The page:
Much of a person's personality is derived from his or her parents or the people with whom they live. In fact, it is fair to say that nearly all morals and ethics are learned from parents. One's behaviors are a reflection of his or her up bringing. In the play Death of a Salesman, Arthur Miller portrays the consequences of the lack of positive role modeling and enforcement of morals and ethics from parents through the relationship of Willy Loman and his two sons, Biff and Happy. Willy failed to set moral boundary in his sons' lives and as a result of his ineffectual parenting, his sons failed miserably in life.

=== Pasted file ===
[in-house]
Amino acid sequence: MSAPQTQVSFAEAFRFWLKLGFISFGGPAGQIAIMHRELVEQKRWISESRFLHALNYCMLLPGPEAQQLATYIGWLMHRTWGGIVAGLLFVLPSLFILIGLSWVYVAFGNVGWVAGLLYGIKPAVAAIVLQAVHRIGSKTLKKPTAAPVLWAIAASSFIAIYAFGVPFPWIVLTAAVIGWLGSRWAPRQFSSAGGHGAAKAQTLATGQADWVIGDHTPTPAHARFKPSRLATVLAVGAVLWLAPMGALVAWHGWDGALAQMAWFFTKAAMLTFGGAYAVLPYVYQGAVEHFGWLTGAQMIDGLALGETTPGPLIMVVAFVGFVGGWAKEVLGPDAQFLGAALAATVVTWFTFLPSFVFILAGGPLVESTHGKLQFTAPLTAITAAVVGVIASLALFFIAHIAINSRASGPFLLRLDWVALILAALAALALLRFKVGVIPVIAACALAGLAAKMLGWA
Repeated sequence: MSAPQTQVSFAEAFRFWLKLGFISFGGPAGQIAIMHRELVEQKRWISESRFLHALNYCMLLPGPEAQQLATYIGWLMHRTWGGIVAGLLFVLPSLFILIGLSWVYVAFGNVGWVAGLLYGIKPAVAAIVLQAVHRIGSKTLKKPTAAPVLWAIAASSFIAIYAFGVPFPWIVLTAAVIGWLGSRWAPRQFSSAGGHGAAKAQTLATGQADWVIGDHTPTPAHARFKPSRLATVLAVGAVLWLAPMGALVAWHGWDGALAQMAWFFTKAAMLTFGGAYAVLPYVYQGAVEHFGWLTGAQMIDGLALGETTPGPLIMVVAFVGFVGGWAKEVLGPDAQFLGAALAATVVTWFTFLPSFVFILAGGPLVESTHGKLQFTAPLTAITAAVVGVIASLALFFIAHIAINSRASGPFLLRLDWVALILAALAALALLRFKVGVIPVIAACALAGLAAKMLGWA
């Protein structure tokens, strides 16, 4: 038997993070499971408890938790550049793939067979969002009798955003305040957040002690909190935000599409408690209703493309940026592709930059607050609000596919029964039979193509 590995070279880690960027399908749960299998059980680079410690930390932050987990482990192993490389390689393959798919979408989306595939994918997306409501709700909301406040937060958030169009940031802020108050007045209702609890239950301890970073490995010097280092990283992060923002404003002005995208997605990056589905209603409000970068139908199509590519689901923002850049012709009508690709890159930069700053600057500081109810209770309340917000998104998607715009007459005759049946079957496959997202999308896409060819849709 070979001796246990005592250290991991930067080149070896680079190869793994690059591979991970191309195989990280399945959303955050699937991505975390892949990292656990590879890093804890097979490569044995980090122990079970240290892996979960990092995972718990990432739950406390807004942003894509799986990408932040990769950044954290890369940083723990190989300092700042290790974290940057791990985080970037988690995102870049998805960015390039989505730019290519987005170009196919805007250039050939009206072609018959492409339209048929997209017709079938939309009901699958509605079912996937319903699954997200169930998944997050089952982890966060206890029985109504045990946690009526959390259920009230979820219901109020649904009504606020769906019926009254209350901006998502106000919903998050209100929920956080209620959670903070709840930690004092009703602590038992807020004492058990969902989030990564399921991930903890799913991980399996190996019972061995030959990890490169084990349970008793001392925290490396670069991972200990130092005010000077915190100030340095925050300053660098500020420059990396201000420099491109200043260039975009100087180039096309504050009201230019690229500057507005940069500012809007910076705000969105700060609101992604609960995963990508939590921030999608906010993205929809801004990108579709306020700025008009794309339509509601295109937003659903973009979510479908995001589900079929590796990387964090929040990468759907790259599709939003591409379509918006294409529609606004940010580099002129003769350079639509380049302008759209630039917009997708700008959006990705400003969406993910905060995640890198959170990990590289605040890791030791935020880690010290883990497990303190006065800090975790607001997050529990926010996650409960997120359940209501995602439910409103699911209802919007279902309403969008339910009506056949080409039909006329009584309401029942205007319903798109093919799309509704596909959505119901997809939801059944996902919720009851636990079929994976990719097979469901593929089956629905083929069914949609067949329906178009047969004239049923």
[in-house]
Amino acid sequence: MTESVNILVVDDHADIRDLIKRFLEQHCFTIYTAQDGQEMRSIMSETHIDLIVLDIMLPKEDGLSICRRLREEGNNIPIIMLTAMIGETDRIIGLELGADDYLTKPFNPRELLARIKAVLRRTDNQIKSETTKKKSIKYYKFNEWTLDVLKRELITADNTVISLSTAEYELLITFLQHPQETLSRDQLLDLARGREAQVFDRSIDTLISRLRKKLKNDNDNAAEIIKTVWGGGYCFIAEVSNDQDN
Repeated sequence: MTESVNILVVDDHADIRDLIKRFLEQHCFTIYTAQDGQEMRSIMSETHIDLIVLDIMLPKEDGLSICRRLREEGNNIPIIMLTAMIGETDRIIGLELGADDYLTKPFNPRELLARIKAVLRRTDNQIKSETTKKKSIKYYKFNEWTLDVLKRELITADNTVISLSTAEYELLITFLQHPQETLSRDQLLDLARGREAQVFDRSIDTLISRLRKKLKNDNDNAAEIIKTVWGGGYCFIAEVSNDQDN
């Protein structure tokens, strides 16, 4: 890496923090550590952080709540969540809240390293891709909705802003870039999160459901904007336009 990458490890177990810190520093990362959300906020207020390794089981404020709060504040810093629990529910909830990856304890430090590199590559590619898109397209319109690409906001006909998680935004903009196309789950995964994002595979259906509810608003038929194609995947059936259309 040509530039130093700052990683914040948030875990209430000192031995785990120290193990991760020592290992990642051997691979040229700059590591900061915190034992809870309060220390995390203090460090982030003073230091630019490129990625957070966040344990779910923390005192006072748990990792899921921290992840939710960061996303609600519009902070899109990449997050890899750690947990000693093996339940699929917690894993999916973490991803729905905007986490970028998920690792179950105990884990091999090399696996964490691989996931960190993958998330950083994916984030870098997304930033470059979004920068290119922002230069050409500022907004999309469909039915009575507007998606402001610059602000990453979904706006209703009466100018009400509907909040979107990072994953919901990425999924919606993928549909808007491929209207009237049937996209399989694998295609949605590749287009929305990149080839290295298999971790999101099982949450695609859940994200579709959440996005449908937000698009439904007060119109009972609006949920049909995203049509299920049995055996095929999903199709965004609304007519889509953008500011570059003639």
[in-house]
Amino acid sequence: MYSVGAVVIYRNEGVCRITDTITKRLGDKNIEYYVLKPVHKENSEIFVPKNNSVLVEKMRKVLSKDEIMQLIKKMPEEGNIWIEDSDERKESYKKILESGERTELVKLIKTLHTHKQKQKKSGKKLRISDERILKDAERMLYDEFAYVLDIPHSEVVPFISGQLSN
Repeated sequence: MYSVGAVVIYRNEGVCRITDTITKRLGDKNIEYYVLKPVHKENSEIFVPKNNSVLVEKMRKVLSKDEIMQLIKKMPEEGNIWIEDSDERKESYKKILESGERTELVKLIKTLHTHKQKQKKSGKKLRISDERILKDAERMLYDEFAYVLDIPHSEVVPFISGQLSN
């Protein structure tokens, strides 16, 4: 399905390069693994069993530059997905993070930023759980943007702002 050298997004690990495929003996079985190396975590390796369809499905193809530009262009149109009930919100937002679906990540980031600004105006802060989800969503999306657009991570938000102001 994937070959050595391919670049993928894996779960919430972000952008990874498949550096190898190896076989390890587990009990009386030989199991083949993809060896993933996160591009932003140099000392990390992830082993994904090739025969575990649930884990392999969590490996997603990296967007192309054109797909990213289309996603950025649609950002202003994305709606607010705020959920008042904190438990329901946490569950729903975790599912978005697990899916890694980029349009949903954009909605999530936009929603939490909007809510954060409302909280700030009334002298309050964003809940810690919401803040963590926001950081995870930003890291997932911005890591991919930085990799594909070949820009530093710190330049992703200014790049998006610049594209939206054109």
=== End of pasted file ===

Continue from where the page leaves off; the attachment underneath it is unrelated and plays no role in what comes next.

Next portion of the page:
Willy established a poor moral standard for his sons rather than having set a strong code of ethics.
We first discover this when Willy finds Biff practicing football with a new, "borrowed", ball. Willy: